By David Ford MLA, Leader of the Alliance Party
The chances of the Assembly being up and running again in 2005 are now probably better than 60:40.
The Governments have now handed over their draft package of proposals to the parties. Sadly, it seems that any breakthrough will not now be negotiated by the parties. But perhaps a carefully nuanced package of reforms from the Governments will gain at least the grudging acceptance of a sufficient number of parties to allow the institutions to be restored.
If everything goes to plan, a complex choreography could unfold involving the supposed finals acts of decommissioning by Republicans, a verifiable end to all paramilitary activity which would be assessed by the Independent Monitoring Commission, some changes to the specific structures of the Agreement, and a restoration of devolved power-sharing.
There has been a running debate on whether or not, or by how much, the Agreement can be altered.
For some time, the Alliance Party has argued that reform is the only realistic pro-Agreement option. This position has now been publicly accepted by both the British and Irish Governments.
Keeping things just as there are is not an alternative. Certain parties need to be open and honest about that.
Those who maintain that the Agreement is perfect and utterly unchangeable are just as wrong as those who used to state that the Agreement is so flawed that it cannot provide a basis for a settlement.
There is not a straight choice between defending every dot and comma in the current text of the Agreement, and giving into the demands of the DUP.
It is equally clear that any new way forward must be based on and within the parameters of the fundamental principles of the Agreement. The fresh proposals from the Governments are absolutely consistent with these.
While the DUP’s list of flaws and shortcomings with the Agreement will be addressed, the solutions that the Governments are bringing forward are not based on the actual proposals of that party.
Instead, they reflect the outcome of an extensive period of negotiation and compromise proposals put forward by others, including the Alliance Party. Alliance has sought to play a constructive role by trying to create the space for others to move on to.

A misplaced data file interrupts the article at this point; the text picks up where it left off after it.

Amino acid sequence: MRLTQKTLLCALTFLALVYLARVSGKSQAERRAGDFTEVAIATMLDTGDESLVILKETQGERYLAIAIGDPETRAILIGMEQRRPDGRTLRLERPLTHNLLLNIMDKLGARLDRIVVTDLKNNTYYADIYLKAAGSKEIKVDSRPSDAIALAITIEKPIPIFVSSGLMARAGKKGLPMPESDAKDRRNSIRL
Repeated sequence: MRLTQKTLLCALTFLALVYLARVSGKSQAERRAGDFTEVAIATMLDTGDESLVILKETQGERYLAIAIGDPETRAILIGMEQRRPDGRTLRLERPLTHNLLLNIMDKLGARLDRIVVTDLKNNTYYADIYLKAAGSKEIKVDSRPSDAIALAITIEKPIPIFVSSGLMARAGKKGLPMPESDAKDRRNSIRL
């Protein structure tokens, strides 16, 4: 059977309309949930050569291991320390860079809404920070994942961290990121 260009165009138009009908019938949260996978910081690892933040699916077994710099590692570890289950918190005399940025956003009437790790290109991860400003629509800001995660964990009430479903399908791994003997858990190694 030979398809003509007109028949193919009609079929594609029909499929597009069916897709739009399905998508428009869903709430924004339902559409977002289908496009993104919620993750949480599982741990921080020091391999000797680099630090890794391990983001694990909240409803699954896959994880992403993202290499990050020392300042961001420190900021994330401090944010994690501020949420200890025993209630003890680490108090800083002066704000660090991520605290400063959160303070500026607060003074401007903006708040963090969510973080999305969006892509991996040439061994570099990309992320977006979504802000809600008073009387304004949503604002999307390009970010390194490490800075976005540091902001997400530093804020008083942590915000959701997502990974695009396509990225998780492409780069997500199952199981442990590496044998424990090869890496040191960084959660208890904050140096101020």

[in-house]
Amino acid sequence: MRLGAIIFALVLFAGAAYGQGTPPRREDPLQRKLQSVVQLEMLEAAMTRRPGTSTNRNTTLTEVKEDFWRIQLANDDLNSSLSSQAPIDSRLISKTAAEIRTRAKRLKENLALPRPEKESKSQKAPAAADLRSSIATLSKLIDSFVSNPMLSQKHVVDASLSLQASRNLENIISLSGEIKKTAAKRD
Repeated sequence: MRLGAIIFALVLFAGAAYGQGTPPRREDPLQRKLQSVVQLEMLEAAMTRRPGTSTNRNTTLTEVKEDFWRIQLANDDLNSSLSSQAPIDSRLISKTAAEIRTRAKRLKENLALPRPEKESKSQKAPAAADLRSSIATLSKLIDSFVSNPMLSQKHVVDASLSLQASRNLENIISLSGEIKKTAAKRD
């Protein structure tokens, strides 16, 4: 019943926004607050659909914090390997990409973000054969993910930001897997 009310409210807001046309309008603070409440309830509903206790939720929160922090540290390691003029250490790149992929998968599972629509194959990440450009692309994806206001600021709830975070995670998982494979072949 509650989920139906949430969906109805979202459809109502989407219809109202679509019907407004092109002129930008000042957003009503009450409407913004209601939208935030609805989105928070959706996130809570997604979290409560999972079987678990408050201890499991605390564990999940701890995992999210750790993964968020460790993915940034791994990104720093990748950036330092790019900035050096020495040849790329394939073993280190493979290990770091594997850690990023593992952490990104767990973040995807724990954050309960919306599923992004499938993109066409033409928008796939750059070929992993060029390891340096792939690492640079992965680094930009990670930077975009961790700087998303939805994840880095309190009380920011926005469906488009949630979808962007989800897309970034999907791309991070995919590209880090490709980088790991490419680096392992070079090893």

The DUP has already gone on record with its support for the fundamental principles of the Agreement. Potentially, they are on the brink of accepting the structures of the Agreement, with a few modifications. Only last year, they were totally opposed to the Agreement.
But people are right to be sceptical about the DUP’s commitment to power-sharing. Their record at sharing power is appalling.
Yet, the reality today is that the balance of power between the parties has placed the DUP and Sinn Fein in pole position within Unionism and Nationalism respectively. Many wish it had been different, but if we wish to see devolved government restored, we must work with what we have got.
With the DUP set to play a key role in any future government, then – given its past history – it makes sense to put in place even greater measures for accountability.
Therefore, the current opposition of the SDLP to stronger accountability measures is particularly illogical.
There are two reasons for considering changes to the Agreement’s structures.
The first is that of finding a sufficient consensus between the DUP and Sinn Fein to allow the restoration of the political institutions.
The second is making the changes necessary for the Agreement to work.
Virtually all of the attention has fallen onto the former. There will be much still to do in areas such as removing sectarian designations and reforming the voting system if the Assembly is to function effectively.
Even if there is a breakthrough in the weeks and months ahead, we do need to be realistic about its prospects. Devolution will be placed on a very fragile basis.
Some consideration does need to be given to the financial settlement for Northern Ireland. There is a major backlog of capital funding in our infrastructure. The last thing a new Executive needs to be doing is cutting services, and in the process creating unnecessary tensions between parties and undermining public support for devolution.
Attempts to raise additional funding through additional borrowing or through abuse of water charges are not simply not working. We need changes in the Barnett Formula and to give the Assembly the power to vary taxes.
There is a clear, mutually-reinforcing relationship between the divisions in society and the problems within the political system.
If the structures can be sorted out, there remains substantial work to be carried out in the field of community relations.
There is a need for a clear statement of a firm commitment to build a united community in any paper from the Governments.
Furthermore, it is crucial that the Northern Ireland Office progresses its work on ‘A Shared Future’ with some urgency.
David Ford is the Leader of the Alliance Party